I expect that managers’ tend to be more conservative and adopt a more formal planning process in their decision making in order to reduce risk, if the impact of the decision to be made is likely to be great. Based on these discussions HI was developed. HI . There is a positive relationship between decision magnitude of impact and the extent of rationality in the decision-making process. Decision process output am not aware of any existing empirical study of strategic decision-making that focuses on quality of the decision process output and investigates how well the decision process was carried out.
Most of the studies available have studied on one aspect of final decision outcomes namely organizational effectiveness or performance with contradictory finding (e. G. Frederickson and Mitchell, 1 984; Eisenhower and Kickback, 1992; Prime et al. , 1995). Brown et al. (1974) indicated that a strategic decision cannot be graded either high or low quality decision based on its final outcomes. This is due to the fact that a good decision can lead to a bad outcome if, poorly implemented.
Steiner (1972) believed that the decision outcome also depends upon the quality of the process in which the decision is made. Based on these 45 646 arguments believe that the decision outcomes may be investigated in two separate but reciprocal phases: (1) decision-making phase; and (2) implementing phase. In decision-making phase the quality of the decision-making process output in terms of timeliness or speed of the decision-making, acceptability to interested units and people, and adeptness’s to change can be evaluated (Regional et al. 1993). This actually defines how well the decision process is carried out. Implementation phase determines how well the selected alternative (the decision) is accomplished, the decision goals are achieved, or problems are loved. The results of these two phases of investigations, which jointly determine the decision outcomes help to differentiate between the quality Of the decision-making process and the quality of the implementation process. Thus, this study is concerned only with decision process output. Live that in a process in which the problem is well defined, various alternatives are generated, adequate information are used, alternatives are evaluated and the best possible alternative is selected, the output of the decision-making process lead to greater quality. According to Bourgeois and Eisenhower (1988) rational analysis improves the initial quality of the decision. Based on these discussions posit the following hypothesis for testing the quality of the decision process output: H2O.
There is a positive relationship between the extent of rationality in the decision-making process and quality Of the decision process output. Mediating effect of process choice that focuses on the relationship between decision magnitude of impact and quality of the decision-making process output while rationality of the strategic decision-making process function as a mediator between these variables. According to international psychology, contextual variables (decision magnitude of impact) are the major direct influence on managers adjustment to choose a particular strategic decision-making process (Nelson, 1990).
On the other hand decision-making process directly influences the quality of the decision process output thus, contextual factors will have indirect effect, through a decision-making on quality of the decision process output. Based on these discussions the following hypothesis for testing in this study was proposed: HA. The relationship between decision magnitude of impact and quality of the session process output is mediated by the extent of rationality in the decision-making process.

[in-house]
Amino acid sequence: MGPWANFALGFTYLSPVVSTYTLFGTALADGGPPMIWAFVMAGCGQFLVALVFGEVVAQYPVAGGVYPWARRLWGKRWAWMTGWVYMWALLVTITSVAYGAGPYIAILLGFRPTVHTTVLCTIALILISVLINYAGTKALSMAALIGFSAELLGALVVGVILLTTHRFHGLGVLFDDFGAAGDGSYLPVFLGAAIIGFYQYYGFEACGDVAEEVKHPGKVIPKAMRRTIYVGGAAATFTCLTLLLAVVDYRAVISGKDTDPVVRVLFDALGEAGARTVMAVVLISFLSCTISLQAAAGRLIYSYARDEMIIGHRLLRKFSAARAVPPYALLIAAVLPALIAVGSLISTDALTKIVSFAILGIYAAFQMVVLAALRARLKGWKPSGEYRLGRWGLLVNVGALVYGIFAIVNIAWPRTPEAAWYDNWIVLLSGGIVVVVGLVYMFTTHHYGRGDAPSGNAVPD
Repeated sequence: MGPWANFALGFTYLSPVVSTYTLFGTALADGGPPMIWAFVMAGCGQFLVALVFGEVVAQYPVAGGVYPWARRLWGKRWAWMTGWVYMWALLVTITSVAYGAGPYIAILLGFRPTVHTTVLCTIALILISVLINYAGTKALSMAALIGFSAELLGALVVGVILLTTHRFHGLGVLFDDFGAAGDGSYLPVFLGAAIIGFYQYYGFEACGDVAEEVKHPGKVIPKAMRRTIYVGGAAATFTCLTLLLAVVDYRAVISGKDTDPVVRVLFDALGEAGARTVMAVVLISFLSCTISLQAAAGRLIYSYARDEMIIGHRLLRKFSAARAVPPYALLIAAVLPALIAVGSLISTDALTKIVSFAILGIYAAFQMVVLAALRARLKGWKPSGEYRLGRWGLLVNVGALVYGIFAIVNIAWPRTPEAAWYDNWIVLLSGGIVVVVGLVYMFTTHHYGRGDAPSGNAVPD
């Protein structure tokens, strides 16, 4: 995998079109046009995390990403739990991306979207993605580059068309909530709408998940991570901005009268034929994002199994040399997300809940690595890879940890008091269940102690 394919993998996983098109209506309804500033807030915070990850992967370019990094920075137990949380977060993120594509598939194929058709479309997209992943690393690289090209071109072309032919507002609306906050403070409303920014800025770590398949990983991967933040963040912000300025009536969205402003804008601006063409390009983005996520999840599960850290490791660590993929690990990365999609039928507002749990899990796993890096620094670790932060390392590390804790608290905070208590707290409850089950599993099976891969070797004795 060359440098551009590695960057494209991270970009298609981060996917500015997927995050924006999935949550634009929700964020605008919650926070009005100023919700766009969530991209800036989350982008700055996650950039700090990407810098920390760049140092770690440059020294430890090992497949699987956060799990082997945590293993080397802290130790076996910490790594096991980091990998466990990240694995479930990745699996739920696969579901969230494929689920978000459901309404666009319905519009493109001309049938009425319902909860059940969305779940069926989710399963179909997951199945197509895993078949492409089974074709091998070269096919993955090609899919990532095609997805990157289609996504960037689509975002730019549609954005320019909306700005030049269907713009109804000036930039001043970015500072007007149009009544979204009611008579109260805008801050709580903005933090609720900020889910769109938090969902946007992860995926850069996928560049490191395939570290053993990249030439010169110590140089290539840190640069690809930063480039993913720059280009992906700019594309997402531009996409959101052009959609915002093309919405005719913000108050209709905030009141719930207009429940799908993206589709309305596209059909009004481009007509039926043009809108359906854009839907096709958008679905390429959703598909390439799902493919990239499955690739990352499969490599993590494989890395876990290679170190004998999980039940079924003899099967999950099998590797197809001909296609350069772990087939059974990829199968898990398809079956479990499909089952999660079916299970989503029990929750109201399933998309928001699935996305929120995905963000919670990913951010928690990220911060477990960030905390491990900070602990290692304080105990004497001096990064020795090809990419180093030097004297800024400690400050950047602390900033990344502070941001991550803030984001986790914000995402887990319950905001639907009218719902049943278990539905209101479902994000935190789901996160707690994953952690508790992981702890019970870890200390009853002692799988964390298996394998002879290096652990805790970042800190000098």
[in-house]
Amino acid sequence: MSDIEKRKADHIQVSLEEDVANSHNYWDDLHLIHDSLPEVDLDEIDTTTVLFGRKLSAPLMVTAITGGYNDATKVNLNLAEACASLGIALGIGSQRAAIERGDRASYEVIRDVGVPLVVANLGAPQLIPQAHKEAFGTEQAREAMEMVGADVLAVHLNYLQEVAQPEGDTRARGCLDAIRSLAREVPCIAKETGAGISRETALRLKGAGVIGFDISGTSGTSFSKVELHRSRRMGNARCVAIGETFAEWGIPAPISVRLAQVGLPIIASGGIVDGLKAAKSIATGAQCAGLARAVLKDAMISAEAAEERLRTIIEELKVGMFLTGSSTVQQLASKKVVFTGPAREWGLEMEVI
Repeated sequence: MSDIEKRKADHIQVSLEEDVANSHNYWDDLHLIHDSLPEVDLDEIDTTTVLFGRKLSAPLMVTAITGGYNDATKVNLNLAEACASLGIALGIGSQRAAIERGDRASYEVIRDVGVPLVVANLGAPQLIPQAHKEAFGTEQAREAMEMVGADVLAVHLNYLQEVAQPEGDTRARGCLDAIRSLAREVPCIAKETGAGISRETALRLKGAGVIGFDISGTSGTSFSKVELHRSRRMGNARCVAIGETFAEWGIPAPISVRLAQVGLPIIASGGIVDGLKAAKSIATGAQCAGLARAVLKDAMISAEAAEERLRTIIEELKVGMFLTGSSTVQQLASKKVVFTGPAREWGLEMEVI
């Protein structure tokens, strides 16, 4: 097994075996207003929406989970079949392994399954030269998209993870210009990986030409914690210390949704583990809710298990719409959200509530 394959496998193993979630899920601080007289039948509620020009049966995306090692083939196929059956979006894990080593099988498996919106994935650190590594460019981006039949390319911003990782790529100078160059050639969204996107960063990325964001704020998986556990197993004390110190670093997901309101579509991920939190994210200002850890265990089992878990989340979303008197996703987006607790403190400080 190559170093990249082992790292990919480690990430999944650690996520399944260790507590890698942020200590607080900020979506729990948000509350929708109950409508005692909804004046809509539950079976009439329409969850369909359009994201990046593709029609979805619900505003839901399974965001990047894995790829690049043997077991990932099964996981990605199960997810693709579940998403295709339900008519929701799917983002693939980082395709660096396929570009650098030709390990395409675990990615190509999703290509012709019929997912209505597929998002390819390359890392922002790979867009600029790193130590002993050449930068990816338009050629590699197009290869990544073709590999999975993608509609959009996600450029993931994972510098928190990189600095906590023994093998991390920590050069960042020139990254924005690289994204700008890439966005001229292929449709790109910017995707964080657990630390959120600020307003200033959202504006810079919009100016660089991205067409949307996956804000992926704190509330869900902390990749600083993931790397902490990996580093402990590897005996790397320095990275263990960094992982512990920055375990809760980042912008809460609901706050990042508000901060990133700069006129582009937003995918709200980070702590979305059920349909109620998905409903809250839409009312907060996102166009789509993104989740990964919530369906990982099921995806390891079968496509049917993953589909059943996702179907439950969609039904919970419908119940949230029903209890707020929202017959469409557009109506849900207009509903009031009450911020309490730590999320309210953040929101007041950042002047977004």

Methodology Research approach Several different approaches were reviewed and compared in their ability to make the most efficient contribution towards satisfying the proposed research objectives. These approaches include experimental designs, case studies, survey research, and scenario survey. According to Dean and Sherman (1996) laboratory studies are ill suited to assessing the impact of contextual factors on strategic decision process, especially, in complex organizational setting. Case study has limitations that made it unsuitable for the purposes of this study.
For instance consideration of the effect of contextual factors requires a relatively large number of cases while the intensive case study is expensive in terms of the time of both researcher and the subjects of the study (is necessary to repeatedly interview several top managers). Miller and Ferries (1978) indicated that “there are two levels of abstraction involved in the use of the data.. .First the case writer must interpret the situation, then the researcher must interpret the written case each step may cause distortion of data”.
From this analysis of alternative research approaches, a field survey seems to be the most appropriate methodological choice. This study is a field study of real strategic decision-making process rather than an artificial setting. Environmental characteristics are those as perceived by the individual, varying from individual to individual and therefore, making any aggregation (for organization or team level analysis) meaningless. Similarly other variables such as familiarity and perceived impacts of decision also vary from individual to individual. For these reasons, the unit of analysis is the individual level.